[Update 30th April 2014: The film did not, ultimately, go ahead. I’ve left the post with minor edits in place as an historical record.]
Damien Swaby (@DamienSwaby on twitter, and centre of attention above) will be directing “She Moves Me” during the summer*, and asked me to create his pre-production photos. If you think I’ve mentioned this before, you’re not imagining it. I couldn’t turn it down – Damien is easy to work with, and the project sounded fun.
It’s gotta be said – they man knows exactly what he wants. This sounds like a pain in the arse but, owing to my rubbish mind-reading skills, is exactly the opposite. Damien had already found a location and had shots in mind, so scouting amounted to making sure the location choice wasn’t completely bonkers. We added a couple of additional shots to the list whilst scouting, but in the end they weren’t used. All the picks were from the ‘bench’ set; said bench will feature in the film. Who knows, one day it might be as iconic as a certain blue door in Notting Hill.
I don’t know why, but every shoot I’ve done with actors has been easy as pie**. All I had to say was “act naturally, and talk amongst yourselves” and it happened, giving me lots of pseudo-candids with which to work. The real magic, however, came from the instant on-sensor chemistry that the actors provided at will.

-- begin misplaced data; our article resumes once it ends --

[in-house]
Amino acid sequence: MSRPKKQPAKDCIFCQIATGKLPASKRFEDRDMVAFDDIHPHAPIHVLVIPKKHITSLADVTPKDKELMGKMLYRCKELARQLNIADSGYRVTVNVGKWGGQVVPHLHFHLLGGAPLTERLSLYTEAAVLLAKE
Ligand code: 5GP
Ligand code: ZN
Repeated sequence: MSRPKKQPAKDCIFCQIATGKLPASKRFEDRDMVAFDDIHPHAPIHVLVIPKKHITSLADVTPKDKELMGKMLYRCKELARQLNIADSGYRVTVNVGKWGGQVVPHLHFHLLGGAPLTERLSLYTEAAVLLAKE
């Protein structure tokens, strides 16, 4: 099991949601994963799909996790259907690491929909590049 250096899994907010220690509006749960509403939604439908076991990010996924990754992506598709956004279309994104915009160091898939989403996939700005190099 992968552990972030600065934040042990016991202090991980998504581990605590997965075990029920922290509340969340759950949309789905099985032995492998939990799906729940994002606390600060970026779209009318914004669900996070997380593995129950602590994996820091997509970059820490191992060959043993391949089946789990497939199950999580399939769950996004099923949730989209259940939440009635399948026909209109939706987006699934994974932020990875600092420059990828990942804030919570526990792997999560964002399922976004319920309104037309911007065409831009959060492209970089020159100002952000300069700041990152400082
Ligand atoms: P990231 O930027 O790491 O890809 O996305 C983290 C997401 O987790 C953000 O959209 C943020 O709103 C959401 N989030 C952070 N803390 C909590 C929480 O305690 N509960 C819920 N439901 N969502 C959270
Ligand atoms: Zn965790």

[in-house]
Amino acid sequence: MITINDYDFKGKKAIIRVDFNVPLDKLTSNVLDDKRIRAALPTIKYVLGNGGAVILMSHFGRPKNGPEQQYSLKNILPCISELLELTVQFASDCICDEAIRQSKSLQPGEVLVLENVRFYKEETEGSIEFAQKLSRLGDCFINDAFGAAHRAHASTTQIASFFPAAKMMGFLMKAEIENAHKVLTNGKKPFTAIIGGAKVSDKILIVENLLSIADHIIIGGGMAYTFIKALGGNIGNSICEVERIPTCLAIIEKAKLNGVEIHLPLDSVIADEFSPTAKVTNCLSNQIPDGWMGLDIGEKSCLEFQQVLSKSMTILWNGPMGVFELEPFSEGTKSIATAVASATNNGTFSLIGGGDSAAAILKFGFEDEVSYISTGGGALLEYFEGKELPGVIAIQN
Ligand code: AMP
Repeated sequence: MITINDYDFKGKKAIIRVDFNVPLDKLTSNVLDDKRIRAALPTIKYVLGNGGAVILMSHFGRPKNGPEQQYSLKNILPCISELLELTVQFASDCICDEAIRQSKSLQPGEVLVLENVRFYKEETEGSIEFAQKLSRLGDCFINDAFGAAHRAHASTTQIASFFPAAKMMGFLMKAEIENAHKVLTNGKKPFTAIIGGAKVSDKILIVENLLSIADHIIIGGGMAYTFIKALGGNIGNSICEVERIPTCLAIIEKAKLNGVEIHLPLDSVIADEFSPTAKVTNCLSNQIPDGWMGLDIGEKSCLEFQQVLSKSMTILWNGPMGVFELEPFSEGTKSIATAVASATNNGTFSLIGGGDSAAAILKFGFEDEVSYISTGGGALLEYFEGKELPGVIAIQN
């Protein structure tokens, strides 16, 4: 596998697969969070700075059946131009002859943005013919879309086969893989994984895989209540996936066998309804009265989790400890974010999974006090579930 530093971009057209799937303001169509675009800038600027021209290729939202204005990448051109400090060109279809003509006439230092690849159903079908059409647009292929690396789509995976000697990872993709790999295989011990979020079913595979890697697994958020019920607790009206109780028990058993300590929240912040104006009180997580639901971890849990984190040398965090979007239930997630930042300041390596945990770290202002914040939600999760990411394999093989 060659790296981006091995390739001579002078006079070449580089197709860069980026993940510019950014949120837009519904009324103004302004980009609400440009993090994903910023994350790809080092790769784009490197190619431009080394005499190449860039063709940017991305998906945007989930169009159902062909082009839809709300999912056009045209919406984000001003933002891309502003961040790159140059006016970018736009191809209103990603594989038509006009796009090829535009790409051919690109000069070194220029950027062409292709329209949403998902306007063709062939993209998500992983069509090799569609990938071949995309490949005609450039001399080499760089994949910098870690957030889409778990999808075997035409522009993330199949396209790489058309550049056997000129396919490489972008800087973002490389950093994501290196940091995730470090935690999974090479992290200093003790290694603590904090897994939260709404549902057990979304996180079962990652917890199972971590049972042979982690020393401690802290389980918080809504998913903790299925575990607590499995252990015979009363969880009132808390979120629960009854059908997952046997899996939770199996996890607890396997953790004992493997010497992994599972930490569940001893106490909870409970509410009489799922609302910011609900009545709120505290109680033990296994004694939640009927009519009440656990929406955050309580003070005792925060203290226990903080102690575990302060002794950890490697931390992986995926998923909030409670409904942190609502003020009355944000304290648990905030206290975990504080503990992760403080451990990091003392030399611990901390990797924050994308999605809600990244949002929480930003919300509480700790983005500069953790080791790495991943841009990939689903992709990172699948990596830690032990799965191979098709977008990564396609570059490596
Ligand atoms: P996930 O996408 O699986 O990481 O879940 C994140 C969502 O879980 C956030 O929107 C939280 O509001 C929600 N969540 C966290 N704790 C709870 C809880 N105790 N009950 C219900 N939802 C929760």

An honourable mention should go to Damien’s girlfriend, who wielded a brolly stand like a pro. If only all VALs paid attention like she did. It’s the little things like that which keeps the momentum of a shoot going, and stop it turning into a slog.
Of course, after a bravura performance a time-honoured reward is due. Off to a nearby waterhole we went. The DSLR went away, and out came the Yash, loaded with HP5+. The older-than-me rangefinder has a lovely bright aperture-priority only fixed lens, so the lights went away too and I could forget all about the modern-day curse of ‘settings’. Beer and old cameras is a mix that is hard to beat – especially when the old camera makes it virtually impossible to bugger up the exposure.
A deserved drink
I really should rescan after dusting the neg, but the effect is starting to grow on me and I can always do it tomorrow.
The first three frames in this post were Damien’s picks for promo duty. My personal favourite was this candid I got on the second roll in the pub after the camera got forgotten about:
A cool customer
I can’t speak for anyone else, but I had a great day on this shoot.
* He may have even finished the script by now…
** I realise, of course, every shoot with actors from now on will be an absolute mare. Damn you, Mr Sod. And damn your law.